There is no right or wrong here, ... We can just shake hands, join boards, smile, have pics made of me petting my dog... After all I'm just a man..don't want to make anybody mad...god is all how you see him, or her if I'm with the Wiccan sisters.. :) they do so much good ya see.

Welcome back st. Archbishop May.

StGuyFawkes said...

Everybody take a deep breath. A few things to rememeber.

1.) I would bet that St. Edmund Campion and the English Mission of Jesuits to the Catholic recusants, indeed, said masses for Queen Elizabeth I who was clearly a protestant. Equally, I would wager that in Protestant countries you'll find traditions whereby Masses for prostestant monarchs are regularly said.

2.) Notwithstanding the above, the MLK Mass is troubling mainly for the tendancy of the mainstream Church to devalue and water down the meaning of sainthood by the promotion of rediculous notions of secular saints.

There is no such thing as a secular saint. The proper word for Martin Luther King is activist and political hero. With the close collaboration of Lyndon JOhnson Martin King saved the United States from a looming national crisis. Nevermind the fact that the subsequent federalization of his human rights platform has gone wrong, nonetheless, King's movement allowed the U.S. to share an American world with citizens who had been largely the creators of so much of our American culture. For this he needs to be honored.

3.) The religious dimension of King's statesmanship is very specific and powerful. He rehabilitated the protestant tradition of the "Jeremiad" which was invented by the puritans and developed through "The Great Awakening" until it became the sub-text of Lincoln's Second Inaugural. King re-opened the program of religious consciousness directing the higher goals of politics.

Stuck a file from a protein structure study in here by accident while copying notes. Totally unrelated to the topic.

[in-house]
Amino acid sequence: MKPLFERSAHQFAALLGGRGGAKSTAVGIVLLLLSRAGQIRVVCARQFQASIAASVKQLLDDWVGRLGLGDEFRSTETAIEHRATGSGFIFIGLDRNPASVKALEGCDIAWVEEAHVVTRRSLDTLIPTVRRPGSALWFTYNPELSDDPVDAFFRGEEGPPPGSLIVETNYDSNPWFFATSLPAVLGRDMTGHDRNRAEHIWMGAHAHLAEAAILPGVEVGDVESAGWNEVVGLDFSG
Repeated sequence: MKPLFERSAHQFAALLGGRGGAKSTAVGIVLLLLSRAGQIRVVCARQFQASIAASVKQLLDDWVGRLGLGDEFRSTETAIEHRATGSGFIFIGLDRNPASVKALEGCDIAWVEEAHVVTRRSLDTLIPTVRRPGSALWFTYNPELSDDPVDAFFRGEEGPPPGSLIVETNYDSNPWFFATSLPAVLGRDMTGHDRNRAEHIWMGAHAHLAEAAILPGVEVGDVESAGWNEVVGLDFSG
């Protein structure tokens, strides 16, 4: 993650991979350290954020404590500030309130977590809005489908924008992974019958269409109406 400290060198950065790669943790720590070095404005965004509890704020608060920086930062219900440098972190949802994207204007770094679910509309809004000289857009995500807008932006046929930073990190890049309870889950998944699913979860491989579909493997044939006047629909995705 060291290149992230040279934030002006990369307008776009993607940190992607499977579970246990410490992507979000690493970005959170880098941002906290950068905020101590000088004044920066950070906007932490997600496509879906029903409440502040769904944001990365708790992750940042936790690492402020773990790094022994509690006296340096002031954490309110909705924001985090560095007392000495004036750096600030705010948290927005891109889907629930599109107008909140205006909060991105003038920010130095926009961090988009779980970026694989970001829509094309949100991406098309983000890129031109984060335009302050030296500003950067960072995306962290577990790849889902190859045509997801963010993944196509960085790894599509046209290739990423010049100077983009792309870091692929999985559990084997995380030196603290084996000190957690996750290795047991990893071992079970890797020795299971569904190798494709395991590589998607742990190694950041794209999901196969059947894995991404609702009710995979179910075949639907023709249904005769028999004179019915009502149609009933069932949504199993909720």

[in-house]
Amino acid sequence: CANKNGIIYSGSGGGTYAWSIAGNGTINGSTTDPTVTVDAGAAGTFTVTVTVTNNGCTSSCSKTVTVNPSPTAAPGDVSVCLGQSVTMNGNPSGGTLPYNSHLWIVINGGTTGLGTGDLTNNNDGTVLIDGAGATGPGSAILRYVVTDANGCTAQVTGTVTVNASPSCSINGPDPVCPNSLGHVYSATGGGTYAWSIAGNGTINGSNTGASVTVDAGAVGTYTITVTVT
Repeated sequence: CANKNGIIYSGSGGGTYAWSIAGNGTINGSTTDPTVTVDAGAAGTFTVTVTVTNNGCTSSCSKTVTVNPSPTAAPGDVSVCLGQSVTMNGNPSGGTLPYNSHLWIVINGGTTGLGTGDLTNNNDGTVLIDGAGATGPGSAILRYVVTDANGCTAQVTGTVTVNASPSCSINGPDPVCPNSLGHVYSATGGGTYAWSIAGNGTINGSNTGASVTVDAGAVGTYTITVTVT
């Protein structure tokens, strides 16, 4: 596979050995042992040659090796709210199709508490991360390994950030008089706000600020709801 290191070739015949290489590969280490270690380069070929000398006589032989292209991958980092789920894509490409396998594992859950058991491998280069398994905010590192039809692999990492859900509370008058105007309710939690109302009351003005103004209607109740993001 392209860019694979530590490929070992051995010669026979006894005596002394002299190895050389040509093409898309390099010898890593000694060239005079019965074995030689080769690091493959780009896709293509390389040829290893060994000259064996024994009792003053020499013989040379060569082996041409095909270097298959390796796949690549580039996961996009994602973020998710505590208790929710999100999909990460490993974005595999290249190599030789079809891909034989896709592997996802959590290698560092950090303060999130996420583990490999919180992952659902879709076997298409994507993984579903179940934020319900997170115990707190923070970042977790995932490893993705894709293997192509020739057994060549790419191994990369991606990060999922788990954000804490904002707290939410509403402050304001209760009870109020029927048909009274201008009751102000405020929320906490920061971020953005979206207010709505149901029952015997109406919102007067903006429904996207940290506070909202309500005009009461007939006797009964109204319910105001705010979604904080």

4.) For the above he should get no sainthood. He should get high schools named for him, his face on currency.

thetimman said...


BIG difference between offering a Mass for someone and a Mass in honor of someone. Apples and oranges.

StGuyFawkes said...


You wrote, "BIG difference between offering a Mass for someone and a Mass in honor of someone. Apples and oranges."

You're right. We should make these Masses for the repose of his soul. That covers the adultery,the plagiarism and emphasizes the fact that "just being good" doesn't get you to heaven. As with regards to all men, we must presume he is in purgatory at best.

A Mass for the repose of the soul of Martin King "honors" him to the exent that we are worried for his soul's endurance, and it acknowledges that he was a sinner, as are we all.

Tim, would you object to a yearly Mass for the repose of the soul of Martin King?


Saints for Kids said...

st. Guy,

There are schools, roads, parks named after MLK, and the list goes on. Yes, he helped the Civil Rights in America, but Catholic children need to be taught about the holy men and women (saints) that are real heroes to model their lives after.

Anonymous said...

Anyone else find it hilariously ironic that a poster with the name of St. Guy Fawkes would be the only poster - well, not defending the treatment of MLK, Jr. - but at least attempting to play devil's advocate.

Anonymous said...

I assume you post similar objections to Archdiocesan masses honoring the Boy Scouts of America, which is a fine institution but certainly isn't a Catholic one.